How to Automatically Enhance your Photos in Snapseed

How to Automatically Enhance your Photos in Snapseed

We may earn a commission for purchases made using our links.

I suck at photo editing (and photography in general) and I’m not ashamed to admit it. I haven’t bothered learning how to use manual camera controls or edit raw images like some of my colleagues have. Like most people, I use the default features of my camera, with all options set to automatic, to let the software decide what the best white balance, focus, brightness, etc. should be set to.

On occasion, if my initial photograph didn’t come out as I had hoped, I would run it through Snapseed’s automatic tuning feature. But if I want to perform this action on a multitude of photos (say, >50), it would quickly become a hassle because I would have to open, adjust, then save every individual photo manually in Snapseed. Given my background in Android automation, I thought to myself: why don’t I just automate this process? And so I did. Meet the Auto-Snapseed Tasker script.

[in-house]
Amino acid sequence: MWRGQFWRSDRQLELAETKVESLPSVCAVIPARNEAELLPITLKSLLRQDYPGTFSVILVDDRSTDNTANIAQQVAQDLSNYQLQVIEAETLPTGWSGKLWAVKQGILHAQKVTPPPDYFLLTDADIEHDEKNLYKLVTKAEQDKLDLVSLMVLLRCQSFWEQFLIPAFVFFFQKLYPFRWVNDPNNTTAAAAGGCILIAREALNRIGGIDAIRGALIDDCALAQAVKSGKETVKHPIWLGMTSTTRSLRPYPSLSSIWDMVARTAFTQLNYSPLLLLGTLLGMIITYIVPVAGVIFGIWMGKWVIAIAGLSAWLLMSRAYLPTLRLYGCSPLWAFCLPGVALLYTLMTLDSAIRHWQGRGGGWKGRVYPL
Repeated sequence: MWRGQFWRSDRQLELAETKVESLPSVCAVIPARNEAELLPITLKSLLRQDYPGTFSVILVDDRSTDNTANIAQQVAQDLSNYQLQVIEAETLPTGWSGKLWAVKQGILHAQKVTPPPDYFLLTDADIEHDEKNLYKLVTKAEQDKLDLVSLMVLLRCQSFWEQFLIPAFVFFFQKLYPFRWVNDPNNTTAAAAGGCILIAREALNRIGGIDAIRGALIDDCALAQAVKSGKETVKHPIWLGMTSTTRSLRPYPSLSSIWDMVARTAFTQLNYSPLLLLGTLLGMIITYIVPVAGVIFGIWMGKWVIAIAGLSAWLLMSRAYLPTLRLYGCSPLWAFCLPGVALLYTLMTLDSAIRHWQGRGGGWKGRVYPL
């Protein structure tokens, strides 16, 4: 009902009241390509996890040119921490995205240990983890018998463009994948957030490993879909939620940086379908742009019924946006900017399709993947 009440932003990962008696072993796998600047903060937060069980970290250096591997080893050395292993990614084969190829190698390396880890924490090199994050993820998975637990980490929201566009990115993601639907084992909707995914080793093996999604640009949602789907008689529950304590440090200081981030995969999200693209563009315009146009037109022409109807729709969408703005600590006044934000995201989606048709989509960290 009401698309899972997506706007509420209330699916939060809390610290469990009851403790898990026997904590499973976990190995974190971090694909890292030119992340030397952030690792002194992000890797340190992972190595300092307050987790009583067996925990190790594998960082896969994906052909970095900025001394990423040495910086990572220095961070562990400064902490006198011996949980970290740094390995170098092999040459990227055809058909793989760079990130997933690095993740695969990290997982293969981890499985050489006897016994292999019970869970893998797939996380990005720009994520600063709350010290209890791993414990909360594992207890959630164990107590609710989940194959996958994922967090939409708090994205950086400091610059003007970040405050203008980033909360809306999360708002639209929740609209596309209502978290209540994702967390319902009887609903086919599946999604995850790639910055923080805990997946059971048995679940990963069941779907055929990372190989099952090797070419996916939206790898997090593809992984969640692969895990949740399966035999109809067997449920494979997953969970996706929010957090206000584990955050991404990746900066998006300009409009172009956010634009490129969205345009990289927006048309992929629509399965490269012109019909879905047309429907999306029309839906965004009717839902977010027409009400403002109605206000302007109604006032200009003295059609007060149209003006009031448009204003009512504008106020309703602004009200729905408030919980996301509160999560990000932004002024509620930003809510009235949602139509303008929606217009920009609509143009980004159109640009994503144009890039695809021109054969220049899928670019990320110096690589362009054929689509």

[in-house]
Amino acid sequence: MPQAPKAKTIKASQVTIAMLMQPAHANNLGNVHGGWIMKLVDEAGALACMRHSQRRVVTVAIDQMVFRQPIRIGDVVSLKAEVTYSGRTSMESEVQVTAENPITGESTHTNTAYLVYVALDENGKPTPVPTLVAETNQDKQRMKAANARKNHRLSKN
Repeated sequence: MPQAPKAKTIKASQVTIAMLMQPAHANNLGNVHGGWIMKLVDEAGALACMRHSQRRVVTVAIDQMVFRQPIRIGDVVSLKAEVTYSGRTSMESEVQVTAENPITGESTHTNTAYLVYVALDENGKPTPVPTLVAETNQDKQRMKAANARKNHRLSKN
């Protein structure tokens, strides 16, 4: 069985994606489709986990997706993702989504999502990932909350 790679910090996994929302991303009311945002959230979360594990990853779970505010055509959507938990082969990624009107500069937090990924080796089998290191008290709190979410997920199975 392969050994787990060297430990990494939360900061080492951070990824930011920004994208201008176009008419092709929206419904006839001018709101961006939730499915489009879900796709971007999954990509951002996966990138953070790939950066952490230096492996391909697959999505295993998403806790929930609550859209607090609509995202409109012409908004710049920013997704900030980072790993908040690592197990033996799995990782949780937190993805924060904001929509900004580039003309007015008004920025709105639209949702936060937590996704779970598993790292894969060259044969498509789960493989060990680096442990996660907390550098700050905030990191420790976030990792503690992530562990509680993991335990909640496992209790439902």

Automatically Enhance your Photos with Auto-Snapseed for Tasker

Requirements:

You will obviously need Snapseed for this project, as that is the application we will be using to fine tune our photographs. Tasker is needed because this automation application is what we will use to interface with the two plug-ins: AutoInput and AutoShare. AutoShare is necessary to create a new item in Android’s share menu so you can quickly enhance photos as well as sharing those photos to be opened in Snapseed. AutoInput then automates the taps necessary to enhance the photo automatically.